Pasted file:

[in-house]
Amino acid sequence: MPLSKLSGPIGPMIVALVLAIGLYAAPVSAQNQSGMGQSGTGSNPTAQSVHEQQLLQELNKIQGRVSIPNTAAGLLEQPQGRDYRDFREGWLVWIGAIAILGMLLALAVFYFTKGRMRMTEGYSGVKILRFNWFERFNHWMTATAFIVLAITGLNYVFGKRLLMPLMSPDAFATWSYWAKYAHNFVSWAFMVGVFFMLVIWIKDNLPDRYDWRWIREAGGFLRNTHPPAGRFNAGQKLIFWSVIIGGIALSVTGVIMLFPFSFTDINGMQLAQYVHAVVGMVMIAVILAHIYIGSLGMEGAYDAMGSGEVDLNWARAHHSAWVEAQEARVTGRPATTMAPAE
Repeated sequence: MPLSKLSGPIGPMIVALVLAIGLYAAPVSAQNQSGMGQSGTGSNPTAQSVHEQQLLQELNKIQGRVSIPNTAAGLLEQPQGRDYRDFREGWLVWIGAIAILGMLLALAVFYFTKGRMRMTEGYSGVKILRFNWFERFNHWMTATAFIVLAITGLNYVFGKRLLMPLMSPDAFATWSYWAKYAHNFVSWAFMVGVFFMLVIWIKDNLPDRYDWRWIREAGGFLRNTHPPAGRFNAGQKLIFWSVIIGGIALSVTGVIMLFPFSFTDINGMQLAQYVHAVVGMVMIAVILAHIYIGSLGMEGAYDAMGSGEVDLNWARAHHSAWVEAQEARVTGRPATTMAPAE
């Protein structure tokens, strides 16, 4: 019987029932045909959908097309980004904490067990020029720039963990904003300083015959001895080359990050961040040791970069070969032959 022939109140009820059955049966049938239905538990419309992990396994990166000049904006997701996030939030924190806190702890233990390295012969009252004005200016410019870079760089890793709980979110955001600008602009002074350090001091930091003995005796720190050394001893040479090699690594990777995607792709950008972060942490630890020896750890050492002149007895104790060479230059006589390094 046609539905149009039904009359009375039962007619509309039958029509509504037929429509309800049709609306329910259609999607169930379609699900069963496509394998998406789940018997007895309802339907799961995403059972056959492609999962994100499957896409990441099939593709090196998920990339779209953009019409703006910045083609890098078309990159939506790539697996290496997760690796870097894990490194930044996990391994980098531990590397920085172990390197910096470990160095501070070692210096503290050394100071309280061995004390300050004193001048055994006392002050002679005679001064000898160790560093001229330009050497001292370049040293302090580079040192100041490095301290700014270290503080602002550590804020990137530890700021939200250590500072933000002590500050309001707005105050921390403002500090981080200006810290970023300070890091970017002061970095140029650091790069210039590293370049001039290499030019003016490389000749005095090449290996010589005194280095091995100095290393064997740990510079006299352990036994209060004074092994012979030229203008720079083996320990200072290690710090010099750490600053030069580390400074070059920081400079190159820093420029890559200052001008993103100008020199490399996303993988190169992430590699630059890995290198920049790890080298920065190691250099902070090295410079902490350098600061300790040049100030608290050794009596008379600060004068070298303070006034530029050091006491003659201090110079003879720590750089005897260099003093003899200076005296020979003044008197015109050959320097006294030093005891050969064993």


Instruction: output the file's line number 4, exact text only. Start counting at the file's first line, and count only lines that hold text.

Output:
């Protein structure tokens, strides 16, 4: 019987029932045909959908097309980004904490067990020029720039963990904003300083015959001895080359990050961040040791970069070969032959 022939109140009820059955049966049938239905538990419309992990396994990166000049904006997701996030939030924190806190702890233990390295012969009252004005200016410019870079760089890793709980979110955001600008602009002074350090001091930091003995005796720190050394001893040479090699690594990777995607792709950008972060942490630890020896750890050492002149007895104790060479230059006589390094 046609539905149009039904009359009375039962007619509309039958029509509504037929429509309800049709609306329910259609999607169930379609699900069963496509394998998406789940018997007895309802339907799961995403059972056959492609999962994100499957896409990441099939593709090196998920990339779209953009019409703006910045083609890098078309990159939506790539697996290496997760690796870097894990490194930044996990391994980098531990590397920085172990390197910096470990160095501070070692210096503290050394100071309280061995004390300050004193001048055994006392002050002679005679001064000898160790560093001229330009050497001292370049040293302090580079040192100041490095301290700014270290503080602002550590804020990137530890700021939200250590500072933000002590500050309001707005105050921390403002500090981080200006810290970023300070890091970017002061970095140029650091790069210039590293370049001039290499030019003016490389000749005095090449290996010589005194280095091995100095290393064997740990510079006299352990036994209060004074092994012979030229203008720079083996320990200072290690710090010099750490600053030069580390400074070059920081400079190159820093420029890559200052001008993103100008020199490399996303993988190169992430590699630059890995290198920049790890080298920065190691250099902070090295410079902490350098600061300790040049100030608290050794009596008379600060004068070298303070006034530029050091006491003659201090110079003879720590750089005897260099003093003899200076005296020979003044008197015109050959320097006294030093005891050969064993």